BGP Split Horizon Explained [With Example]
What is BGP Split Horizon rule:
One of the main BGP loop prevention mechanisms is Split Horizon:
“A BGP router does not advertise the routes learned from an iBGP peer to other iBGP peers.“
Let’s take an example to understand it better:
BGP Split Horizon Example :
- Consider the topology below:
The router ISP-2 advertised a route to R3 via eBGP, and Router R3 advertises this route learned from Router ISP-2 to Router R2.
According to BGP Split horizon Rule (Loop prevention mechanism inside the BGP Autonomous System), the Router R2 will not advertise this route to its iBGP peer Router R1 (because Router R2 learned this route from router R3 which is an iBGP peer).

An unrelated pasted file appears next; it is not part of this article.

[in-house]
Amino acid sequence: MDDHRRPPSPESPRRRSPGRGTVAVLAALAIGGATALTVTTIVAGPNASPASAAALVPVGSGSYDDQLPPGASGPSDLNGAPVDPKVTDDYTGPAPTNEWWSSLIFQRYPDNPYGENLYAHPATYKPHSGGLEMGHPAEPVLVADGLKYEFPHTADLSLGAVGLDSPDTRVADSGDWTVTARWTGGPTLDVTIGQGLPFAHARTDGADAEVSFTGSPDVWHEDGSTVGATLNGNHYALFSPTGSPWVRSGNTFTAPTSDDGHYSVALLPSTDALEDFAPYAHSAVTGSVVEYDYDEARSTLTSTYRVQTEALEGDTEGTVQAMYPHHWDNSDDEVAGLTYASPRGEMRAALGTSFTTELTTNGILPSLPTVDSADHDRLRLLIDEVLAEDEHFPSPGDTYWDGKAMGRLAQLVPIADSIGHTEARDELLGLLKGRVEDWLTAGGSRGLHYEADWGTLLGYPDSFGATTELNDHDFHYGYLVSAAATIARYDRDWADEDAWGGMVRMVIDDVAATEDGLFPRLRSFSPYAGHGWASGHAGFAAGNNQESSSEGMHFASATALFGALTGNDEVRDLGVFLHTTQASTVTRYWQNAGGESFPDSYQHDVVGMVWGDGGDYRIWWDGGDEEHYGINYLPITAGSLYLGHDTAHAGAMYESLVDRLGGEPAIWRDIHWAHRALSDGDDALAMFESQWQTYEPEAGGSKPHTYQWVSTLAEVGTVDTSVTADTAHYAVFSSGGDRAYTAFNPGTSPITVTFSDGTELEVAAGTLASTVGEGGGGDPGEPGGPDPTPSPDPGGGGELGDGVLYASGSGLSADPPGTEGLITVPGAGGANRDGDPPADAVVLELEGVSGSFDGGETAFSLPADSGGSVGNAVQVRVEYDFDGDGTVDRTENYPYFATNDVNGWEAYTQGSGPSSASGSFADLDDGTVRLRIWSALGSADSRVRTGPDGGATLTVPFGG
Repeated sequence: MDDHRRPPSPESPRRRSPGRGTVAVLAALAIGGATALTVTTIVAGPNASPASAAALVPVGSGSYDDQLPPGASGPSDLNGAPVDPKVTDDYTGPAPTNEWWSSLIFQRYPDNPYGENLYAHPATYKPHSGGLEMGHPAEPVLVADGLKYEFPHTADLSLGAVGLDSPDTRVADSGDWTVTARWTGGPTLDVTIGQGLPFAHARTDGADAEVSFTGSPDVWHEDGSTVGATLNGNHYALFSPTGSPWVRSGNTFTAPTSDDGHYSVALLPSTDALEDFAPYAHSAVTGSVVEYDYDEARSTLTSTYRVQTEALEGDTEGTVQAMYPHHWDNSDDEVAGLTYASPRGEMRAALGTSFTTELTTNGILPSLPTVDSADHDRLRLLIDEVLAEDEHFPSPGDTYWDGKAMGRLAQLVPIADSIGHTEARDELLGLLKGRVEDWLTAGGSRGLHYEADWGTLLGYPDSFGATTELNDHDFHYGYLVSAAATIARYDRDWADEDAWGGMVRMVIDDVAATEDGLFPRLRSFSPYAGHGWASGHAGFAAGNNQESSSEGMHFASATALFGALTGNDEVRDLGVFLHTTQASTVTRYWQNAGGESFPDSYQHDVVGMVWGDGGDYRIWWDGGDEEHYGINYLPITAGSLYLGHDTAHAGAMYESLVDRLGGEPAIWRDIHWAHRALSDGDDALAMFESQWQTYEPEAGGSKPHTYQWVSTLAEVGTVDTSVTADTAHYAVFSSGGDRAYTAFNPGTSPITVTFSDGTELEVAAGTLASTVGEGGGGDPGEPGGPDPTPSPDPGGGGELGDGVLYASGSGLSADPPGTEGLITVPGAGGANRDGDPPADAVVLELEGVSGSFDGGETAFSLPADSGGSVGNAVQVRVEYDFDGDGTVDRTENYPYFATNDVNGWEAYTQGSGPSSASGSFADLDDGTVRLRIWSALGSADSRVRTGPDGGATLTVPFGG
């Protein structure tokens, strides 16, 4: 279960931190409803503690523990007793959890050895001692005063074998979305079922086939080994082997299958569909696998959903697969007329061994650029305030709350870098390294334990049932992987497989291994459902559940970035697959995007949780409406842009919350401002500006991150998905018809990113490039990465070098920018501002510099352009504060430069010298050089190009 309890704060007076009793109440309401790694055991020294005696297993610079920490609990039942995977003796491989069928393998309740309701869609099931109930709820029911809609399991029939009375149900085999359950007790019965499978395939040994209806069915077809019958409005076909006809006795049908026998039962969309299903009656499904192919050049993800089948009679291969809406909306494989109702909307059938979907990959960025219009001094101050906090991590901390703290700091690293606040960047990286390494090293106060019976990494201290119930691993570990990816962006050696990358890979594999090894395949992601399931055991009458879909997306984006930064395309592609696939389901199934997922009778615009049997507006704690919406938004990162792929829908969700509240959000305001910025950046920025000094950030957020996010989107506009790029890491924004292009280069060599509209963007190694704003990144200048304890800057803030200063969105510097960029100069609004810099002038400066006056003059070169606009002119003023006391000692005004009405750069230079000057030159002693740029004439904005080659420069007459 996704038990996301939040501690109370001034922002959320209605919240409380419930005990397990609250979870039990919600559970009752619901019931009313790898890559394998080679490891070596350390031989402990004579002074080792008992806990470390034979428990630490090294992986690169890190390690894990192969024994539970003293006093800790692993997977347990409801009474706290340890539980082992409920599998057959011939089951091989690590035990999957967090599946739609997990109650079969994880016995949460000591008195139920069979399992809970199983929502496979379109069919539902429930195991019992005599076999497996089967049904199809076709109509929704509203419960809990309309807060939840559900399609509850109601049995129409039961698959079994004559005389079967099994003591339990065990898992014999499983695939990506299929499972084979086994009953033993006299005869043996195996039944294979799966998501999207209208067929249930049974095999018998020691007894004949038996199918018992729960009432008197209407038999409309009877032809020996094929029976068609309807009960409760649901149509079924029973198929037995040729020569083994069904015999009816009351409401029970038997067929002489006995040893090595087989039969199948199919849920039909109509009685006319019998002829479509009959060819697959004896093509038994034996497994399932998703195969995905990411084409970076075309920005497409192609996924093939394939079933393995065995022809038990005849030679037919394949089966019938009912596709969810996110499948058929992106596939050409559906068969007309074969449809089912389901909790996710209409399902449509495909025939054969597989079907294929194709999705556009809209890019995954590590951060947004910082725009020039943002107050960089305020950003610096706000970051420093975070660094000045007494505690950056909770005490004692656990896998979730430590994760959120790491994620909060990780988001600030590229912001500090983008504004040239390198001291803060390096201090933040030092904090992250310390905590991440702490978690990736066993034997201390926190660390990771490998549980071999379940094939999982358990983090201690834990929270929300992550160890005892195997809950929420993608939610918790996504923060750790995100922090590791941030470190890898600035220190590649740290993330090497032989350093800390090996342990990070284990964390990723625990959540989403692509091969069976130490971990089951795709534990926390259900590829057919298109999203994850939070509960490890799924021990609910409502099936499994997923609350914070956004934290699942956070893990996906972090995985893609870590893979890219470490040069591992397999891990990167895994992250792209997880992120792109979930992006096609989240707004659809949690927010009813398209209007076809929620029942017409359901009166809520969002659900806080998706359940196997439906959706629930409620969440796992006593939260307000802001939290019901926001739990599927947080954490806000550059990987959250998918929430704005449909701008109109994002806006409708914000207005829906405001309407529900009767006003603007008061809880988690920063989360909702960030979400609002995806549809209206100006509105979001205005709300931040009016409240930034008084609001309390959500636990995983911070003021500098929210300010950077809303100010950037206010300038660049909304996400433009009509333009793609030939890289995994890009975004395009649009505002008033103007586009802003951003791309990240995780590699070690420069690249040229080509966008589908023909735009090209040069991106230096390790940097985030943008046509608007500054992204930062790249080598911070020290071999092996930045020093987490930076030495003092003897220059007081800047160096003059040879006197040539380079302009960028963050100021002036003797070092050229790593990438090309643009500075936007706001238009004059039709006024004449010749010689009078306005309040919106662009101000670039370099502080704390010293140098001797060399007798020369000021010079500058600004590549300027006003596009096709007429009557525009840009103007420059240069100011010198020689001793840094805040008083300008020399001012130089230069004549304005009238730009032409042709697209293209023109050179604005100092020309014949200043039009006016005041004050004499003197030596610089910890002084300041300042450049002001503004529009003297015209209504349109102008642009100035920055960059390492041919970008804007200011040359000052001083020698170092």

Therefore, Router R1 will not learn the route coming from AS 64002.
BGP Full mech architecture:
To avoid this problem, an iBGP full mesh should be established in the AS 64003. That way, each route advertised from eBGP peers (ISP-1 or ISP-2) can be advertised to the iBGP peers (in Full mech all iBGP peers will be neighbors of each other), that way we can bypass the Split horizon rule:
BGP Full mech scalability issue:
But, the full mech architecture doesn’t scale well, imagine having 50 routers inside the Autonomous System, how much iBGP peer should be established in this scenario?
The formula is n(n-1)/2.
n= 50x(50-1)/2 = 1225 !!
Well, in order to overcome this scalability issue, another mechanism can be used which is BGP Route Reflector.
Split Horizon is implemented by default.